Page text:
Interesting ideas from Moonwalking with Einstein:
Our memories are associative. If you want to maximize the strength of a newly formed memory spend a few seconds coming up with related ideas and associations. For extra support involve multiple senses.
Chunking information means reducing the number of items we have to remember by increasing their size. If you want to remember more and use your knowledge more effectively chunk it. For example, if you want to play chess like a grandmaster don’t try to remember each piece in isolation, first spend time building a collection of common formations of pieces and later you will only need to remember that the board had 2 or 3 formations instead of 12 individual. This applies to many domains: analysis of financial statements, football matches, reviewing resumes.
Experts interpret scenarios in terms of their massive experience, non-experts interpret them as new information. In other words, experts do pattern matching while non-experts think. You build your internal database of patterns by reading and reflecting over many past scenarios.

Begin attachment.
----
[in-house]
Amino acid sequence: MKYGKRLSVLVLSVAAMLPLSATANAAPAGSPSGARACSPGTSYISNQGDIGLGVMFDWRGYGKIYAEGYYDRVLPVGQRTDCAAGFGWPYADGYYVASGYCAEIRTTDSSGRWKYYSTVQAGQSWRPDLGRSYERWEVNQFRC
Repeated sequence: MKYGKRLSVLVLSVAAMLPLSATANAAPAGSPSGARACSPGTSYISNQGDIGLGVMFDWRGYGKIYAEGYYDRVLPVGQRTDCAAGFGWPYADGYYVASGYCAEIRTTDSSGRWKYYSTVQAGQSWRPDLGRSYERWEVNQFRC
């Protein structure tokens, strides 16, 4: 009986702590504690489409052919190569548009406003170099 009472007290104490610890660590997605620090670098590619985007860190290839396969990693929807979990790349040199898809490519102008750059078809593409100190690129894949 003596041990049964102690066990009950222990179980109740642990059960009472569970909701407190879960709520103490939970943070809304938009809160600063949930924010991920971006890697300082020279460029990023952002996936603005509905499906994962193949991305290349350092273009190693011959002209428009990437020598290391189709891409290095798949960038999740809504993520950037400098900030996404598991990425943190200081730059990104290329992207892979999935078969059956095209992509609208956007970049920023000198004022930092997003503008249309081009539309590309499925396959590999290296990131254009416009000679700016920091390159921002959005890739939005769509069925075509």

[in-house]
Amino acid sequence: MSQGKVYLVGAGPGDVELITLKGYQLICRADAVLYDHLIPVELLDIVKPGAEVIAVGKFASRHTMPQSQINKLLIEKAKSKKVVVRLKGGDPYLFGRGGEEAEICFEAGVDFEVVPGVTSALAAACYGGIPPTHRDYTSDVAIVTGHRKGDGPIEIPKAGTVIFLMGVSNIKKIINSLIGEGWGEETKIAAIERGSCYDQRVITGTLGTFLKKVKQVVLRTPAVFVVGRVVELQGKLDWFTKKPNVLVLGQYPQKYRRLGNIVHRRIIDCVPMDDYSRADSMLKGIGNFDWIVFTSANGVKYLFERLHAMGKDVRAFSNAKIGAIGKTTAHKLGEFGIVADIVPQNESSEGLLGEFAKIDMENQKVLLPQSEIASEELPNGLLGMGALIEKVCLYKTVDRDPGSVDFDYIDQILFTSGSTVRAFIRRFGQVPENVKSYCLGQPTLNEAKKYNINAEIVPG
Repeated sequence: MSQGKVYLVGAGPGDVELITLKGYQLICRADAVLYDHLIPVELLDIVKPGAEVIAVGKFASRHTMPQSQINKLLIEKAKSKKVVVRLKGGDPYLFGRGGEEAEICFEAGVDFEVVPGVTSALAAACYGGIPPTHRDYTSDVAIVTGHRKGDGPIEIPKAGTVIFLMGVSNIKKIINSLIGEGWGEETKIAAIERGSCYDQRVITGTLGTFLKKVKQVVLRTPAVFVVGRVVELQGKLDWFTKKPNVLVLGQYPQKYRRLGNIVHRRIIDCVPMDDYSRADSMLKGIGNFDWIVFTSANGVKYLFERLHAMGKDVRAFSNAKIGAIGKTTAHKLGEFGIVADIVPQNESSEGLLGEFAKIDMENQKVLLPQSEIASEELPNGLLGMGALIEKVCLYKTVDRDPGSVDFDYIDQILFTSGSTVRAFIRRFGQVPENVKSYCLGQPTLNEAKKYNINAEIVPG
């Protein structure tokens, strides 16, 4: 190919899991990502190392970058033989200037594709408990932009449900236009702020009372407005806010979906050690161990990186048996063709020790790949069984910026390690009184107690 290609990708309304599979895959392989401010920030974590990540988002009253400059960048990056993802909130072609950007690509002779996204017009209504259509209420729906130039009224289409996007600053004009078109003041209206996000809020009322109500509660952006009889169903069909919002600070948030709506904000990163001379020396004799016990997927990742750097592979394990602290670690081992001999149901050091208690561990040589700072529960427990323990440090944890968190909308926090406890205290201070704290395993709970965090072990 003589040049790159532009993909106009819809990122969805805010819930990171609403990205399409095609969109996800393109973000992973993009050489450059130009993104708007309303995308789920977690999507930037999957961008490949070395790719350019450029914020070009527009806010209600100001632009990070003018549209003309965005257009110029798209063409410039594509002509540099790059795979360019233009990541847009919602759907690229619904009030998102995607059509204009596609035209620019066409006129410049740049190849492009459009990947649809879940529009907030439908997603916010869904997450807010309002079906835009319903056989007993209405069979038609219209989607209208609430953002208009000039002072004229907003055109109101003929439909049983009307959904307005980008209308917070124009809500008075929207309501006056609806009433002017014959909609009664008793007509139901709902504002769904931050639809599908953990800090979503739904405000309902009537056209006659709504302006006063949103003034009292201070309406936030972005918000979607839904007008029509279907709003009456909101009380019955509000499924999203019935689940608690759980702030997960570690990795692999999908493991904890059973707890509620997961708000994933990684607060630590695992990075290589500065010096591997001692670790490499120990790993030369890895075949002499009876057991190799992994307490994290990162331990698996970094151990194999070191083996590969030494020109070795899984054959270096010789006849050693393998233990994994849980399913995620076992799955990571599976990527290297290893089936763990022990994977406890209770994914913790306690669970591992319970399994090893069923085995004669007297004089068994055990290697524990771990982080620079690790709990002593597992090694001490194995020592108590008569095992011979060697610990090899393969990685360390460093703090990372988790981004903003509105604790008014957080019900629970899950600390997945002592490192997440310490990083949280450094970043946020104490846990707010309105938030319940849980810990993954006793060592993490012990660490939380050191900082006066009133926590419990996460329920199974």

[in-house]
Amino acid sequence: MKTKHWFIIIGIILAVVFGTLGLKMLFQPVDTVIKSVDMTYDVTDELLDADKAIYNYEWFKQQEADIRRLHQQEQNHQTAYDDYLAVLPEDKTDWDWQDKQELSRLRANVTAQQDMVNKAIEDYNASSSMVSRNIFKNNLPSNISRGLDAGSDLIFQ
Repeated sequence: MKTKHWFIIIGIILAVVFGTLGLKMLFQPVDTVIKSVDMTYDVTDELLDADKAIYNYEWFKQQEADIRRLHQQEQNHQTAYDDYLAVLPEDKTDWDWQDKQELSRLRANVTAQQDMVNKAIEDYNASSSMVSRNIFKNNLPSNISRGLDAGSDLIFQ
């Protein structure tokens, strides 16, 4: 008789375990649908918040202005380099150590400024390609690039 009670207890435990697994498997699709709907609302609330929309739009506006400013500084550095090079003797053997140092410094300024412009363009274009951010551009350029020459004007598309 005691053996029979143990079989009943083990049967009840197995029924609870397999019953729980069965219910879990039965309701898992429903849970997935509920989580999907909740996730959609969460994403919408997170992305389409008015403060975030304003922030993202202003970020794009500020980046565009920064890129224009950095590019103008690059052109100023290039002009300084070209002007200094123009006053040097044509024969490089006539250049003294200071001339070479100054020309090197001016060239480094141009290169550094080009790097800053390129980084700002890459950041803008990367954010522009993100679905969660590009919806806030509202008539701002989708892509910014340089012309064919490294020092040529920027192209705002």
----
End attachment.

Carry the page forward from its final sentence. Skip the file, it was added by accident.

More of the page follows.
Monotony collapses time (“this year time has flown”), novelty unfolds it (“that summer felt like it would never end”). Keep creating memories if you want to lengthen the perception of your life.
As memories age our brain physically alters them and turns them from episodes into facts.
Our memories are designed to efficiently encode visual information and information about places. If you want to make it easier to remember things exploit these two facts by storing visual images in places you remember well (memory palaces).
Even in this era of memory externalization (Google, internet) we still need memories because they are the building blocks of creativity.
The author also describes a couple of memorization techniques that current memory championship competitors use but the main objective of the book appears to be to chronicle the author’s progress in his preparation to participate in the US memory championship.